That being said, a developer knows that systems are going to require change. There are going to be changes that are directly related to user request and then there will be those changes required due to the need to *gasp* refactor (thank you Martin Fowler).

Sometimes its as simple as updating or migrating to a new tool in our application. A couple years ago we switched from using EJB2 to using a Spring container for our framework, it wasn't a user request, but we needed to change from using EJB2. That needed to be done for many reasons which I won't go into here. It required a lot of sweeping code changes. There were a lot of hiccups along the way some of which we're still running into. But it didn't end the world as our application knows it.

There are other changes though. Changes that aren't directly linked to upgrading or migrating tools. For instance, your application has been in development for 4+ years and is still growing. There are parts of the framework that are duplicated due to original configuration and short sighted development choices. Or even just the fact that code pool x is just to freaking big to manage and needs to be broken into smaller more manageable components. These changes won't offer any direct value to the end user (on the surface anyway), but they contribute to a cleaner more efficient code base. And a cleaner more efficient code base helps keep an application running smoothly, contributes to easier maintenance of the application, and also helps keep good developers sane (which is a good thing, insane developers do insane things like blame their tools for all their problems).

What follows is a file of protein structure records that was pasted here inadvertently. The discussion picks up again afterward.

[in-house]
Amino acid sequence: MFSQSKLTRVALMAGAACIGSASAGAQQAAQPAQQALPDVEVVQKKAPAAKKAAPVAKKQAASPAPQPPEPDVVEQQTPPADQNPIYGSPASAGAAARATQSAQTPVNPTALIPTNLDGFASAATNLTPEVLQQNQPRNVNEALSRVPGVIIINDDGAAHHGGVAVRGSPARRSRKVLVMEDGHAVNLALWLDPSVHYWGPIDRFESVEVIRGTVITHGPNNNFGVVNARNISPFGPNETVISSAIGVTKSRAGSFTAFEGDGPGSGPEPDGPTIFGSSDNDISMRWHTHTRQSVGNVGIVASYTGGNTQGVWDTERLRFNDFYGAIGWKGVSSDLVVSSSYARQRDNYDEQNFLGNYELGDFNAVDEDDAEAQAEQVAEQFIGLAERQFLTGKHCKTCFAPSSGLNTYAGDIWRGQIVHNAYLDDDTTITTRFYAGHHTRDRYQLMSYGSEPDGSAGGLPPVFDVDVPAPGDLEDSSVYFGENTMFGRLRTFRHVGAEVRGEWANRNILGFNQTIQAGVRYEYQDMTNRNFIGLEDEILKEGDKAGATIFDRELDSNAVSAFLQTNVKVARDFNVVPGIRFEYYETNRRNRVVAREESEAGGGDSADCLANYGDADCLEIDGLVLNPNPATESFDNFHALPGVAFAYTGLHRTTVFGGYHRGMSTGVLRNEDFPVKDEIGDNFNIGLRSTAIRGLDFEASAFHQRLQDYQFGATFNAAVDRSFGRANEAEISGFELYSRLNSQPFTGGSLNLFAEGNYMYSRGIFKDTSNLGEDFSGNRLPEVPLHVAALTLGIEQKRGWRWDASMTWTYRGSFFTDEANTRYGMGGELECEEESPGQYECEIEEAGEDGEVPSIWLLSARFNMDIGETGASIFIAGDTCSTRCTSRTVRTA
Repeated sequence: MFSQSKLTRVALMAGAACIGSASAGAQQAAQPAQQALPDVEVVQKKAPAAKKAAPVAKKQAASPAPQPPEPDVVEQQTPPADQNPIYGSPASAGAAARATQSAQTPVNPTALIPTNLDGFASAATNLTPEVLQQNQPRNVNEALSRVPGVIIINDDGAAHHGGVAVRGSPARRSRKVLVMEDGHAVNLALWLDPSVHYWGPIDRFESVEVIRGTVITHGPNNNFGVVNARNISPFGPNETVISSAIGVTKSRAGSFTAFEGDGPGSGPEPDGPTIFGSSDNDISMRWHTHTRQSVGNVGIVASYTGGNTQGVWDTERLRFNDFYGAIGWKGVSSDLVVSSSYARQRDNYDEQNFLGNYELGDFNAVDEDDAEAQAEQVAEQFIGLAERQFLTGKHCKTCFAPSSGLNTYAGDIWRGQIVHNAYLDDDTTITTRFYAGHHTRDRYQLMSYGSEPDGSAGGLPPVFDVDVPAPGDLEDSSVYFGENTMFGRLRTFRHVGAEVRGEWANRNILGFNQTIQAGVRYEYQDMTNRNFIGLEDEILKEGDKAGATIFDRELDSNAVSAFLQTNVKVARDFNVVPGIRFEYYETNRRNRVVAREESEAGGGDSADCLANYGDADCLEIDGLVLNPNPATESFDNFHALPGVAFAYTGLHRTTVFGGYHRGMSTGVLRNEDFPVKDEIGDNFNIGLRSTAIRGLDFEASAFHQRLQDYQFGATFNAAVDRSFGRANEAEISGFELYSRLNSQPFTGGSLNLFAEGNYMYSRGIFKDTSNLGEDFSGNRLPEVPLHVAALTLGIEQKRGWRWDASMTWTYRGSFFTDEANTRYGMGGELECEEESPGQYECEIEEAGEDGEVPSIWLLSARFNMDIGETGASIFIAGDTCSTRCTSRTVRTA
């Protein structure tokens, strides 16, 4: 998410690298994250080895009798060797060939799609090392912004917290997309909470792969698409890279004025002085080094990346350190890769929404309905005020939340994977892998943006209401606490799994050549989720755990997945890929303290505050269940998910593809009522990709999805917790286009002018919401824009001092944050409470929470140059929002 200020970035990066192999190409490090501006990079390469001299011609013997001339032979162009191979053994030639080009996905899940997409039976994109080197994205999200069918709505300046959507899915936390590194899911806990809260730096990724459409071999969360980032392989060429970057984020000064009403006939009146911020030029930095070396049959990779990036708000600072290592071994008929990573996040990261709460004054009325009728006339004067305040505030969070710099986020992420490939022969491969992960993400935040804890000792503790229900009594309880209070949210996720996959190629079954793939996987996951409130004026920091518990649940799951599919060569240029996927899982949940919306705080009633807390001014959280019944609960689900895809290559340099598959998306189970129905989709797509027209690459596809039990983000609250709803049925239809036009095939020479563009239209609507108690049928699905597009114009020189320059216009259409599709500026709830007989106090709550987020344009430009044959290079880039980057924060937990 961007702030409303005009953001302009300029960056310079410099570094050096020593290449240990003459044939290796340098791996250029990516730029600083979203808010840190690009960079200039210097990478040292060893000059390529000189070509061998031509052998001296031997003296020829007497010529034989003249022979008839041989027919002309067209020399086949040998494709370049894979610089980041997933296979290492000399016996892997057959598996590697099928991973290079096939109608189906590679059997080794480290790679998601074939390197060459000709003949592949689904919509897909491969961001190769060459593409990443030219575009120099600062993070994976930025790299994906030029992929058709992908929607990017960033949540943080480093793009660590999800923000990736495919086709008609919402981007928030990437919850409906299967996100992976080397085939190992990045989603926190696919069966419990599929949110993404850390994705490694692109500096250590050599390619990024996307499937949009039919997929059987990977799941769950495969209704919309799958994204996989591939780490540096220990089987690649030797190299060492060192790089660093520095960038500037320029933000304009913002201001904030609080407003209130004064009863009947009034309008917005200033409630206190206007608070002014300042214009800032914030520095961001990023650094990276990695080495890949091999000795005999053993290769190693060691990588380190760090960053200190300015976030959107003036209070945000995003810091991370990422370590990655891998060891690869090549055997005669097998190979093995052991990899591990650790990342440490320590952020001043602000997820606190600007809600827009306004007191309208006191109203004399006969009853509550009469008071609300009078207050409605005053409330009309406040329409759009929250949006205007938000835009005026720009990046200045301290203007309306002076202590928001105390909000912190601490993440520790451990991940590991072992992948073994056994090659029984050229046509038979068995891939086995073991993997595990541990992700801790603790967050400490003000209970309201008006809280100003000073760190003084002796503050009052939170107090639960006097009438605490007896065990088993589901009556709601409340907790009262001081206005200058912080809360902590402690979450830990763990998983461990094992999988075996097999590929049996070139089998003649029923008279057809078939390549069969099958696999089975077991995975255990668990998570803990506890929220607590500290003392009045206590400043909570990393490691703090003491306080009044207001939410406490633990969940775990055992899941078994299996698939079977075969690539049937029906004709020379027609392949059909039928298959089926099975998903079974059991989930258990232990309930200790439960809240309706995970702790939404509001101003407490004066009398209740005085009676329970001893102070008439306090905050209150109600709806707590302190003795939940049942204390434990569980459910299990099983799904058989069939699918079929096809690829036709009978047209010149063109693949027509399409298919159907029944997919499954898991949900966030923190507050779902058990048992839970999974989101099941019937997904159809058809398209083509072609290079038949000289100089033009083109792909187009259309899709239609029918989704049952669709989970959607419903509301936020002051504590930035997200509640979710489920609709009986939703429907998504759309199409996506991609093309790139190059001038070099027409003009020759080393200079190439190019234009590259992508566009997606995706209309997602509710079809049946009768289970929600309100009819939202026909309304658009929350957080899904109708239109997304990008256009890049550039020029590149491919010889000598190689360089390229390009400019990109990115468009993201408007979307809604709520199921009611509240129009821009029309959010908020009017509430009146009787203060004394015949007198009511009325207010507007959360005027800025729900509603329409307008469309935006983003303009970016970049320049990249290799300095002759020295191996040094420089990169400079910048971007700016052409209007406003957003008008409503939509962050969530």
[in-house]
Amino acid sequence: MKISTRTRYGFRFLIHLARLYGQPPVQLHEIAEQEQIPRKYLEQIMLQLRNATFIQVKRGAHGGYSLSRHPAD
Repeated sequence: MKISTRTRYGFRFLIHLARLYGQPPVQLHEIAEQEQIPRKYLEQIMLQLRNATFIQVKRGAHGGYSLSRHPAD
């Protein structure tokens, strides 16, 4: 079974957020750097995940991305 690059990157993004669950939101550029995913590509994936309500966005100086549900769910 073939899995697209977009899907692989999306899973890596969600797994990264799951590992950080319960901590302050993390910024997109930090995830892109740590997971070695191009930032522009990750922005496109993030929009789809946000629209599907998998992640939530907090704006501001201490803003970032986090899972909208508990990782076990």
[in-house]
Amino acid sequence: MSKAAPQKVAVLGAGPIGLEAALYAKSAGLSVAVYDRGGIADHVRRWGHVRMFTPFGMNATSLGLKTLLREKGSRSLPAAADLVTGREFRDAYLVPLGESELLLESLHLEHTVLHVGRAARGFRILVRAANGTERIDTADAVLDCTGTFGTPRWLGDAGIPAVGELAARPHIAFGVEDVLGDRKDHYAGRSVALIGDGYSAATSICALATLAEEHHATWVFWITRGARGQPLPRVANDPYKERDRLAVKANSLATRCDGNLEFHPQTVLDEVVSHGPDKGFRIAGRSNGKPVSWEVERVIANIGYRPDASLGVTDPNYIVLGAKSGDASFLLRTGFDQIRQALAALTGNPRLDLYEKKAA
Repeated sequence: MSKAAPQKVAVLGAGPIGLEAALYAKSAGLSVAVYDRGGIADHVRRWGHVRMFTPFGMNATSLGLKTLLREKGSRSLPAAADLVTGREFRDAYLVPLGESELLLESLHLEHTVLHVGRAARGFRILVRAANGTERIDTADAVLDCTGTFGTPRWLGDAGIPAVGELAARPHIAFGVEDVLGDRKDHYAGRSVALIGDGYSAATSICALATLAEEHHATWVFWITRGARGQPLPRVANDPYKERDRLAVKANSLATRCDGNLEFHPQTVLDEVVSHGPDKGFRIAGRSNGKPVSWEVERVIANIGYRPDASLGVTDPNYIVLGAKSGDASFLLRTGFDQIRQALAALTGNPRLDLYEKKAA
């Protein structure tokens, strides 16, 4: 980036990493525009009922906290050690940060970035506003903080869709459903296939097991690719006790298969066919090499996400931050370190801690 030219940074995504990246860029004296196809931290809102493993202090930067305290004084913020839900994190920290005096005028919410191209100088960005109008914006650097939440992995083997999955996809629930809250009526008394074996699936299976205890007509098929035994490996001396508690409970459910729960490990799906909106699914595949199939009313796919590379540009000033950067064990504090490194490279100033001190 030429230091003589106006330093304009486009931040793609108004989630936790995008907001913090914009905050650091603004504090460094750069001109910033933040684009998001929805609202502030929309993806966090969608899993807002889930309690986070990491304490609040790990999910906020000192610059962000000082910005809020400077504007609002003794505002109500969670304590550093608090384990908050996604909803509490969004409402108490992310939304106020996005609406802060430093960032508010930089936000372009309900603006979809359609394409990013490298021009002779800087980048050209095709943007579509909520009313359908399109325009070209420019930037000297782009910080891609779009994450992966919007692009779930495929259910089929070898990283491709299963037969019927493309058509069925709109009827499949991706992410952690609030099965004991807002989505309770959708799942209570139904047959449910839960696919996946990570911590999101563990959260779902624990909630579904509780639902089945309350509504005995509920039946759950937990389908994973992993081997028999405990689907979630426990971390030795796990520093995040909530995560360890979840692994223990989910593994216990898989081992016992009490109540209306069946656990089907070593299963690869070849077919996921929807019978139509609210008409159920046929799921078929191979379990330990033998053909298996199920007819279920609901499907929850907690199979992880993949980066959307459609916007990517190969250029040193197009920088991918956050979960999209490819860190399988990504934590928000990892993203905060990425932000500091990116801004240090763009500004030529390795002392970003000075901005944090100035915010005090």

So, do we avoid these changes for the sake of what is stable now? If we do that it only helps those stable apps for now. What happens when that currently stable application in production needs a new feature or has a bug that needs fixed. Now you have to work in the mess that should have been cleaned up months or even years ago. Now making what should be a simple change is like trying to add a new floor to a four story building, but you have to add the floor in the middle of the building, not the top.That means that the chance of introducing more bugs into the system is multiplied (the risk is already there just because you're making changes in the first place). The change will probably take longer than it should. And on and on we could go with this.

Developers write code. Developers make changes to make the system better (for performance and maintenance). It is risky. That's a risk we're willing to take.

Until next time,

February 6, 2008

Dev vs. Dev

Playing around with Google Presentation. Enjoy!